Granular materials and the associated processing processes are highly significant to the economy and, at the same time, they are an exciting area of research in the simulation of complex fluids. Approximately 60 % of the products in the chemical industry are granular materials – another 20 % of the products contain powdered forms. For efficient processing, the process behavior plays a key role, that is, the interaction between physical properties. From another perspective, it is precisely these physical properties that place high demands on flow modeling, as well as the numeric algorithms to solve the nonlinear PDEs.
In joint development projects with industry partners, it has been shown that besides the challenges already mentioned, the characterization of the granular materials is an essential component of predictive simulations. Last year we successfully completed the first ZIM project for single-phase characterization of granular materials. An MEF project in cooperation with Fraunhofer IKTS was initiated for two-phase characterization of granular air flows. In the framework of these projects as well as other ongoing projects to simulate air driven granular flows, bead mills, mixers, and silos, the available simulation solvers are being extended to include characterization into the simulation infrastructure. The mid-term goal is a simulation with the characterized materials of our industry partners.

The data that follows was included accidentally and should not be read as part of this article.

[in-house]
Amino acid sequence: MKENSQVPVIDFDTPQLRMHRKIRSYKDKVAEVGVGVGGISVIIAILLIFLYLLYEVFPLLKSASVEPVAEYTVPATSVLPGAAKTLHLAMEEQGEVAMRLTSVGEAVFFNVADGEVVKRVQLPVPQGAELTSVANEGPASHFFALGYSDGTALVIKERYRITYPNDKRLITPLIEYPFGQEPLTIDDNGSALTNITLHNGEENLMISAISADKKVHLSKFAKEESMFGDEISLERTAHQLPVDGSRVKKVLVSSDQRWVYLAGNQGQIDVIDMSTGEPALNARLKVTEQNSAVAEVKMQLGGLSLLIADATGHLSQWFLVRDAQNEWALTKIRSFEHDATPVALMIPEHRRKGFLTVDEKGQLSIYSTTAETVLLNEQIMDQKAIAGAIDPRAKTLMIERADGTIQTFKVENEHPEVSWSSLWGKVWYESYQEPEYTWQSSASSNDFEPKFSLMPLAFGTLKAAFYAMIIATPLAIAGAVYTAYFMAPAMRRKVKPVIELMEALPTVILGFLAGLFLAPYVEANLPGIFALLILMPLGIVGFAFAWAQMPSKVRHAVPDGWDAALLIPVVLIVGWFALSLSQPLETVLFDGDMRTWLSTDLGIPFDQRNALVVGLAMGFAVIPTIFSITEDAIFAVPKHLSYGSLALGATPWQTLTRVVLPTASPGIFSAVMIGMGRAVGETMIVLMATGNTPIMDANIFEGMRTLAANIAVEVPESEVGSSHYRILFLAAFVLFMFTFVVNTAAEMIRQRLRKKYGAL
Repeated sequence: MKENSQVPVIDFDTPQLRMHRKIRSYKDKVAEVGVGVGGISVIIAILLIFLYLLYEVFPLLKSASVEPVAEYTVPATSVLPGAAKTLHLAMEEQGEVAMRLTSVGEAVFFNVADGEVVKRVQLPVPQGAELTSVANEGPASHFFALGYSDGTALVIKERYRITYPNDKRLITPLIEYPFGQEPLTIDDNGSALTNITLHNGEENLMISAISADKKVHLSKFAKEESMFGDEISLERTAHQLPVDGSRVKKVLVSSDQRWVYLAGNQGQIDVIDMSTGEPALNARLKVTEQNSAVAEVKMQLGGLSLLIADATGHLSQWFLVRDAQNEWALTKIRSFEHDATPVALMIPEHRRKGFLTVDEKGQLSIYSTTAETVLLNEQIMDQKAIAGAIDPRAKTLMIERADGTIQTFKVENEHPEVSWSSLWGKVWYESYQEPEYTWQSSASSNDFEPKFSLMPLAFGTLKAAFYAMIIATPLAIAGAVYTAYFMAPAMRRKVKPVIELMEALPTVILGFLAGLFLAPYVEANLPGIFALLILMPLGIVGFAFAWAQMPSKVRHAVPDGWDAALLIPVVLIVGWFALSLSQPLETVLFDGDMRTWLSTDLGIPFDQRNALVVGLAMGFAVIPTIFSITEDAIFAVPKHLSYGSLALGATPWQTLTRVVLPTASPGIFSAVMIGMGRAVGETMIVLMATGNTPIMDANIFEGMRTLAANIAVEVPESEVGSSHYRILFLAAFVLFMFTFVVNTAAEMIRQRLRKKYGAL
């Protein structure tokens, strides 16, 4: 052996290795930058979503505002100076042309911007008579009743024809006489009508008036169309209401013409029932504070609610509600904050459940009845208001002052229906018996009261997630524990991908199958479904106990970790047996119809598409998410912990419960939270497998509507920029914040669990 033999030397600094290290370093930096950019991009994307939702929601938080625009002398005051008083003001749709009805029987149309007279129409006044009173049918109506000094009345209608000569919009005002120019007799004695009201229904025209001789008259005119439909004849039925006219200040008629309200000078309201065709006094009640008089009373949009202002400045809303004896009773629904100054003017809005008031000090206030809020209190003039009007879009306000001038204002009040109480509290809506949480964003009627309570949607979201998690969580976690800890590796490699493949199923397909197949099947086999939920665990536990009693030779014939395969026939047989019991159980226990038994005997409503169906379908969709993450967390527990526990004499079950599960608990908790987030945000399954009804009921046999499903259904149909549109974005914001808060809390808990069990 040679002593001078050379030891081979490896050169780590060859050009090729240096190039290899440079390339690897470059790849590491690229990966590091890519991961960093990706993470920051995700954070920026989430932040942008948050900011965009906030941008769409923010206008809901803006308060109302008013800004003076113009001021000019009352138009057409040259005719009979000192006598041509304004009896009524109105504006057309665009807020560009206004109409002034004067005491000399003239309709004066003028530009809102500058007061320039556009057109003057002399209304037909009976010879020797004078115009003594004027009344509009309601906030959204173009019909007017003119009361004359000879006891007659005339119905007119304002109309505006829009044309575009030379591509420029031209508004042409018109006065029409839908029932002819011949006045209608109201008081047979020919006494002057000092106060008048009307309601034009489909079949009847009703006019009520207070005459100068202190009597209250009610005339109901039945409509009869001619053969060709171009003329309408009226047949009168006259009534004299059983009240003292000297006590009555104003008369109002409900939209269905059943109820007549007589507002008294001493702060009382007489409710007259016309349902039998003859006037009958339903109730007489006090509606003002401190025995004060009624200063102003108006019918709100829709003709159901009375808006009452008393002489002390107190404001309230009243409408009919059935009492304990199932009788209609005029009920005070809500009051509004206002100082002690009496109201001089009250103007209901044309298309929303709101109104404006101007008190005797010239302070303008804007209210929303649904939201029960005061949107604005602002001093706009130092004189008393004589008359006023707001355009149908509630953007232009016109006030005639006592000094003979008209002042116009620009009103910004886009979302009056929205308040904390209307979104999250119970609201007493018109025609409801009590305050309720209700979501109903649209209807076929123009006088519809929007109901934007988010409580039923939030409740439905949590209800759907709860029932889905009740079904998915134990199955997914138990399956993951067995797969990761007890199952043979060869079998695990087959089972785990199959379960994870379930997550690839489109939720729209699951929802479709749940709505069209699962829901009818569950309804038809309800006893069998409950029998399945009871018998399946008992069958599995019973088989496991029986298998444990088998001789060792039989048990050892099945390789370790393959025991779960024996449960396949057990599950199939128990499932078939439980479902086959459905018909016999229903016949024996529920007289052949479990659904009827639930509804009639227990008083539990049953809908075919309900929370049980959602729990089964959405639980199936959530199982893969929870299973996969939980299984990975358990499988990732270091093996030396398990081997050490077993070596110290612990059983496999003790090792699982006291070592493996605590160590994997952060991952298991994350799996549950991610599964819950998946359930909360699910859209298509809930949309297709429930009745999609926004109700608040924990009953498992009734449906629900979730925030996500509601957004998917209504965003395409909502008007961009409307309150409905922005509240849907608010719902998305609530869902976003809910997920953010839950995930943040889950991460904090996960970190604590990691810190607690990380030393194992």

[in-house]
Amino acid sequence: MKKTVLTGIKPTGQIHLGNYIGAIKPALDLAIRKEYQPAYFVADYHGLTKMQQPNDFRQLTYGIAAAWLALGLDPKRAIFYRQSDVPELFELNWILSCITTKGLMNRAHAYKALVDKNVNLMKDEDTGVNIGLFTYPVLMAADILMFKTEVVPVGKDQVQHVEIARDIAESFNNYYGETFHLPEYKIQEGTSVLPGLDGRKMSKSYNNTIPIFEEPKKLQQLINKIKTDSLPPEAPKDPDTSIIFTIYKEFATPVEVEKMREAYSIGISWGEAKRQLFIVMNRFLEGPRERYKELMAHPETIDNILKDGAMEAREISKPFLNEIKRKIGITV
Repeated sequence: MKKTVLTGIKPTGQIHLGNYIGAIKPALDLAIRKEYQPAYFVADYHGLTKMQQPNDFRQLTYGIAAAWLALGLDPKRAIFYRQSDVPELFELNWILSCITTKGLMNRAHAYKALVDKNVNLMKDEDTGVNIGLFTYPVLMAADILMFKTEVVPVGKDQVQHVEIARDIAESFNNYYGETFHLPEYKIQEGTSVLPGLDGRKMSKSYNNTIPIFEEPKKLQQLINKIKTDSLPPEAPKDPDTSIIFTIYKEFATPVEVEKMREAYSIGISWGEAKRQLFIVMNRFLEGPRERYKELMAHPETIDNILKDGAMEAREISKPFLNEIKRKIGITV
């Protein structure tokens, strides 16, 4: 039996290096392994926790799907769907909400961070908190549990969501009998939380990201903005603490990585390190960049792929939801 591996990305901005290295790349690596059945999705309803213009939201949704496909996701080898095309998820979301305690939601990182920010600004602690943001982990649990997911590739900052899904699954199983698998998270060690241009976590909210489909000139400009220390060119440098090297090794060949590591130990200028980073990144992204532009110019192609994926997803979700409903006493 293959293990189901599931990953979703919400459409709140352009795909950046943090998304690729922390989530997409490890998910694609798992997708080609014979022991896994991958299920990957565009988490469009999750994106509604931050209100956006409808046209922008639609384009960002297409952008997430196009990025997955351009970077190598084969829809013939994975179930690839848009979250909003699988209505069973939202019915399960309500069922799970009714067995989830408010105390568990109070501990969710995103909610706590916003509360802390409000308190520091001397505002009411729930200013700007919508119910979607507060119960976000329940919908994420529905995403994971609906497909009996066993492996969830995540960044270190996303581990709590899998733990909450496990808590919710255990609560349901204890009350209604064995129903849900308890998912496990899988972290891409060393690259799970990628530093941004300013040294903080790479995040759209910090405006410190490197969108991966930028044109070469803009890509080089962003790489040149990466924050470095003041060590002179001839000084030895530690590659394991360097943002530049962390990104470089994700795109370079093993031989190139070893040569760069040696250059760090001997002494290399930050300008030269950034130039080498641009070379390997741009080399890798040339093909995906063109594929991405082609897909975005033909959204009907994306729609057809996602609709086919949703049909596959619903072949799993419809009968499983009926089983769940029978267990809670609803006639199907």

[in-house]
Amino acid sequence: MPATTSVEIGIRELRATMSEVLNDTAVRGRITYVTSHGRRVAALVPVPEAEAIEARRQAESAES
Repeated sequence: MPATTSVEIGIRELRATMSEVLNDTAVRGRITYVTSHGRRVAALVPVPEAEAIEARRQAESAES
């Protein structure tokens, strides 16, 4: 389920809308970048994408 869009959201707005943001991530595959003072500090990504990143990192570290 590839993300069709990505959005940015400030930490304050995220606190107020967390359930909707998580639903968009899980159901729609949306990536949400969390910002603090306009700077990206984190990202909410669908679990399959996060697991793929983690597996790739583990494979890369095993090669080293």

This method is especially useful in the modeling of granular single-phase, multi-phase, and even suspension flows – a new area of modeling – because the characterizations must be performed with regard to the model being solved. In other words, only models with experimentally characterizable parameters are considered. Furthermore, new technologies were developed last year within GRAIN. In particular these involve the utilization of simulation for detailed spatial resolution problems as well as for investigating long-term flow patterns. As to the former, local grid refinement in granular flow solvers is now provided, which facilitates more detailed resolution, especially, for example, for the movable parts in mixers or bead mills. Concerning the analysis of long-term flow patterns, it is now possible to simulate, on the basis of previously existing detailed simulation, a time segment with quasi-stationary behavior with tracer particles for a statistically relevant long period. This is possible in fast processes (mixers) as well as for long term discharge experiments with silos.